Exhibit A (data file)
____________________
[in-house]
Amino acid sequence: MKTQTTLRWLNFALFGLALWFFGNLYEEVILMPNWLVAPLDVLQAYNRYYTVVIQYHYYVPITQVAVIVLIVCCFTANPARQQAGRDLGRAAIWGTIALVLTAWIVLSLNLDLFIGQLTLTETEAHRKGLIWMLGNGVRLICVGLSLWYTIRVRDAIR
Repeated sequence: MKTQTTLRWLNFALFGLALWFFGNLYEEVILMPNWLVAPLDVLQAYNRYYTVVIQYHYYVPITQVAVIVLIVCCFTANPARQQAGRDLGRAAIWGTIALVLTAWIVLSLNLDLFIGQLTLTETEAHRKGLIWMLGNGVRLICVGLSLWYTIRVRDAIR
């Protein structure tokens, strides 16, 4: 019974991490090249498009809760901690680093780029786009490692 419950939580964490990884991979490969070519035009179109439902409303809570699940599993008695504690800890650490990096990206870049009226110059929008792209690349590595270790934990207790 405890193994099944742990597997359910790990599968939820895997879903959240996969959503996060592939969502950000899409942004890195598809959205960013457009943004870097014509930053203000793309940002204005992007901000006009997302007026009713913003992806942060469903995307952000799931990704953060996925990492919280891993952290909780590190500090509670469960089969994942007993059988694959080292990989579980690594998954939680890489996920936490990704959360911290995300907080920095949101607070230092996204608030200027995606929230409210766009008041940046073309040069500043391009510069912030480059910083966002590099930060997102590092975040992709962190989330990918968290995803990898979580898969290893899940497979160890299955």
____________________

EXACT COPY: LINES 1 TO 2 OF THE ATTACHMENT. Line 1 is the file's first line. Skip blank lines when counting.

[in-house]
Amino acid sequence: MKTQTTLRWLNFALFGLALWFFGNLYEEVILMPNWLVAPLDVLQAYNRYYTVVIQYHYYVPITQVAVIVLIVCCFTANPARQQAGRDLGRAAIWGTIALVLTAWIVLSLNLDLFIGQLTLTETEAHRKGLIWMLGNGVRLICVGLSLWYTIRVRDAIR